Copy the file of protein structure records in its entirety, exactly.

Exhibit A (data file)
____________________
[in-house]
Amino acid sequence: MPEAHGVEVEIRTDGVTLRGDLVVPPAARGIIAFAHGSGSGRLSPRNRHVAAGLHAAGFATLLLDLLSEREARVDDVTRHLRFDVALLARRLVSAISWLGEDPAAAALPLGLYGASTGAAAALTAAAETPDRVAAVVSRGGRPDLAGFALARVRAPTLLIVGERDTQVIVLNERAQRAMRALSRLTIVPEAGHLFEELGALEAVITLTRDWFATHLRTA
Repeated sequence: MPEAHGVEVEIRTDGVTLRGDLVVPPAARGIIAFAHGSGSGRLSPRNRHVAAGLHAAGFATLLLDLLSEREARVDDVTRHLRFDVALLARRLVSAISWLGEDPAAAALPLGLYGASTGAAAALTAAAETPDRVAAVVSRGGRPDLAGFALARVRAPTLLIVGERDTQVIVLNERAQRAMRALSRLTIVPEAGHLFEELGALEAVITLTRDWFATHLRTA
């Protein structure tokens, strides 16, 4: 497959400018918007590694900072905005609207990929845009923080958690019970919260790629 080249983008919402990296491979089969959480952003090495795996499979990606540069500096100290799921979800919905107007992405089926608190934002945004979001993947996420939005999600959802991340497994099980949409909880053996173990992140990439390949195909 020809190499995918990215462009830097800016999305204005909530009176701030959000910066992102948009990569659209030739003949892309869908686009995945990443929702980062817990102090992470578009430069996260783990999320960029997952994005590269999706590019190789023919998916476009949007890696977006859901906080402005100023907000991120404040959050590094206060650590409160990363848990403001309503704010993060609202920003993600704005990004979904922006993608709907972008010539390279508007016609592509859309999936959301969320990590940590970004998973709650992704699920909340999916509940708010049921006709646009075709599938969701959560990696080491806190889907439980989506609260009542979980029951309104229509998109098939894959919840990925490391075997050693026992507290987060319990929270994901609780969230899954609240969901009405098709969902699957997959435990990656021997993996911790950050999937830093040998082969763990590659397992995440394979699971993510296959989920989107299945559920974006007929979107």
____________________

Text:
[in-house]
Amino acid sequence: MPEAHGVEVEIRTDGVTLRGDLVVPPAARGIIAFAHGSGSGRLSPRNRHVAAGLHAAGFATLLLDLLSEREARVDDVTRHLRFDVALLARRLVSAISWLGEDPAAAALPLGLYGASTGAAAALTAAAETPDRVAAVVSRGGRPDLAGFALARVRAPTLLIVGERDTQVIVLNERAQRAMRALSRLTIVPEAGHLFEELGALEAVITLTRDWFATHLRTA
Repeated sequence: MPEAHGVEVEIRTDGVTLRGDLVVPPAARGIIAFAHGSGSGRLSPRNRHVAAGLHAAGFATLLLDLLSEREARVDDVTRHLRFDVALLARRLVSAISWLGEDPAAAALPLGLYGASTGAAAALTAAAETPDRVAAVVSRGGRPDLAGFALARVRAPTLLIVGERDTQVIVLNERAQRAMRALSRLTIVPEAGHLFEELGALEAVITLTRDWFATHLRTA
């Protein structure tokens, strides 16, 4: 497959400018918007590694900072905005609207990929845009923080958690019970919260790629 080249983008919402990296491979089969959480952003090495795996499979990606540069500096100290799921979800919905107007992405089926608190934002945004979001993947996420939005999600959802991340497994099980949409909880053996173990992140990439390949195909 020809190499995918990215462009830097800016999305204005909530009176701030959000910066992102948009990569659209030739003949892309869908686009995945990443929702980062817990102090992470578009430069996260783990999320960029997952994005590269999706590019190789023919998916476009949007890696977006859901906080402005100023907000991120404040959050590094206060650590409160990363848990403001309503704010993060609202920003993600704005990004979904922006993608709907972008010539390279508007016609592509859309999936959301969320990590940590970004998973709650992704699920909340999916509940708010049921006709646009075709599938969701959560990696080491806190889907439980989506609260009542979980029951309104229509998109098939894959919840990925490391075997050693026992507290987060319990929270994901609780969230899954609240969901009405098709969902699957997959435990990656021997993996911790950050999937830093040998082969763990590659397992995440394979699971993510296959989920989107299945559920974006007929979107």